I already explained why I think the Democrats are likely to win this one.
In addition to the arguments I’ve laid out, the Democrats really hammer home the point that overseas ballots have already been sent out, that SOS Kobach repeatedly assured the Kansas Supreme Court that the deadline for finalizing the ballot has already passed, and that anyone who wants to vote for Chad Taylor or any other Democrat can do so—using a write in vote.
I have written this new piece for Slate. It begins:
The fights in our states over how hard or easy it is to vote have been filling the courts and are headed toward the Supreme Court. The cases range from voter ID laws to early voting rules and beyond. Already there is a case from Ohio, with ones from Wisconsin, North Carolina, and Texas potentially on the way in a matter of days or weeks. The stakes are high, not only for the lazy 2014 midterm elections but also for the 2016 presidential election and for the protection of voting rights in the next decade.
The fact that the cases are making it to the Supreme Court at about the same time is no surprise. Over the past decade, in the period I have called “the voting wars,” we have seen both an increase in restrictive voting rights legislation passed by Republican legislatures, such as voter ID laws, and litigation from both Democrats and Republicans to manipulate the election system to their advantage. In 2008, the Supreme Court rejected a constitutional challenge to Indiana’s voter identification law, and in 2013, the Supreme Court in the Shelby County case struck down a key portion of the Voting Rights Act providing that states with a history of racial discrimination in voting get approval before making changes to their voting rules and procedures.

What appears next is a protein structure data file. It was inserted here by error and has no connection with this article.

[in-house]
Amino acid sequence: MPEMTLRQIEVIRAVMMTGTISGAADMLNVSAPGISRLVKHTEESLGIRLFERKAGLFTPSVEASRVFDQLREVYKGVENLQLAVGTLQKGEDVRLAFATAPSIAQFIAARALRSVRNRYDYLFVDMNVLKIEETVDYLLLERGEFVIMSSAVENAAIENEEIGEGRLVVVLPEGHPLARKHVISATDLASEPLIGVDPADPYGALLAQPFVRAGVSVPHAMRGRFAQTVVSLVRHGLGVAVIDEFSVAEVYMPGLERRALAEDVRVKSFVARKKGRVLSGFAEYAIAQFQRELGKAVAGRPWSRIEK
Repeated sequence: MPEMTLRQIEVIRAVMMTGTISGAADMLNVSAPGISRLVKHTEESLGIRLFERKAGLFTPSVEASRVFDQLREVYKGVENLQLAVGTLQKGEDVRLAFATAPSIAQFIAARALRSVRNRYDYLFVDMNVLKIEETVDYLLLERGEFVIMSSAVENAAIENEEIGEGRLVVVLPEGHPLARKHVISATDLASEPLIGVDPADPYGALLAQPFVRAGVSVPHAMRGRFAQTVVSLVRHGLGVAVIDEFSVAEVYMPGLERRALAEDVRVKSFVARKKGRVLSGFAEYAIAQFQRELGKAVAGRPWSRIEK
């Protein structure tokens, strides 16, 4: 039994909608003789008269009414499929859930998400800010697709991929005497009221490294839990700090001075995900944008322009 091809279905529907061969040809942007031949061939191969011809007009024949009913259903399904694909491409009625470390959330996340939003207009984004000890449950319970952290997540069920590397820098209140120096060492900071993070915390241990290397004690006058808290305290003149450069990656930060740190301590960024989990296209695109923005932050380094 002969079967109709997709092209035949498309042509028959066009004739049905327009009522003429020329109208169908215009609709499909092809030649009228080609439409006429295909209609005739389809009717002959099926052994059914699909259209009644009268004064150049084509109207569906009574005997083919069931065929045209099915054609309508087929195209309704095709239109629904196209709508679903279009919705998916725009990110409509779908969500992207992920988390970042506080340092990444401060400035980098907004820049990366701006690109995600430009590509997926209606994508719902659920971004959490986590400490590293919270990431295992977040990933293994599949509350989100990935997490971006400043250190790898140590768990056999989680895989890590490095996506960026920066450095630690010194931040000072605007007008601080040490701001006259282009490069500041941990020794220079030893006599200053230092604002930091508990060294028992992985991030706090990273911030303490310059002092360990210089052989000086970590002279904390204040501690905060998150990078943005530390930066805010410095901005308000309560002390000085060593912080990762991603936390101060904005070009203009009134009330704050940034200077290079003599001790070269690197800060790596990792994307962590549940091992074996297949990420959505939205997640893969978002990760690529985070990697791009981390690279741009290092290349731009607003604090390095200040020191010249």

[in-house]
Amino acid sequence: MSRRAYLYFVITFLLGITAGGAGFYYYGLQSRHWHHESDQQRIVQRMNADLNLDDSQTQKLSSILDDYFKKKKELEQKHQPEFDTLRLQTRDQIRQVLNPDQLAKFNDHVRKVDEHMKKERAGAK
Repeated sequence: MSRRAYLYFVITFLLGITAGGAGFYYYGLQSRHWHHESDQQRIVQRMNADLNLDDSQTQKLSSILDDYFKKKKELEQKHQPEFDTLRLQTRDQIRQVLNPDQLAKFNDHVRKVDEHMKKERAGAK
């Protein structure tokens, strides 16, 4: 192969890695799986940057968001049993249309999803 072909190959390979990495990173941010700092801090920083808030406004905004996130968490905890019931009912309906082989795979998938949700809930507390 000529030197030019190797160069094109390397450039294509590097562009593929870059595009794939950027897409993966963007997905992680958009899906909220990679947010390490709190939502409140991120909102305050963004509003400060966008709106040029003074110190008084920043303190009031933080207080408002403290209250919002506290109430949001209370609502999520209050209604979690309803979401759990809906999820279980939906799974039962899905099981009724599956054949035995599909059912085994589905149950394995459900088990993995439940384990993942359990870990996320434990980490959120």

Freed by these rulings, Republican legislatures have imposed tougher voter ID laws, cutbacks in early voting, limitations on voter registration, and other rules that make it harder to cast a valid ballot, such as North Carolina’s rule saying that if a voter casts a ballot at the wrong precinct, it cannot be counted for any races, even those for which the voter is eligible to vote.
There’s a lot coming up this week.
As soon as today: The Supreme Court could rule in the Ohio early voting suit and challengers to the Wisconsin voter id law could seek emergency relief in the Supreme Court after the 7th Circuit sitting en banc divided 5-5 over stopping early rollout of the law
Today: A three judge court considers whether Democrats need to name a replacement candidate for Chad Taylor on the ballot for the #KSSEN United States Senate race in Kansas.
Tomorrow: The DC Circuit sitting en banc considers the constitutionality of the ban on campaign contributions by federal contractors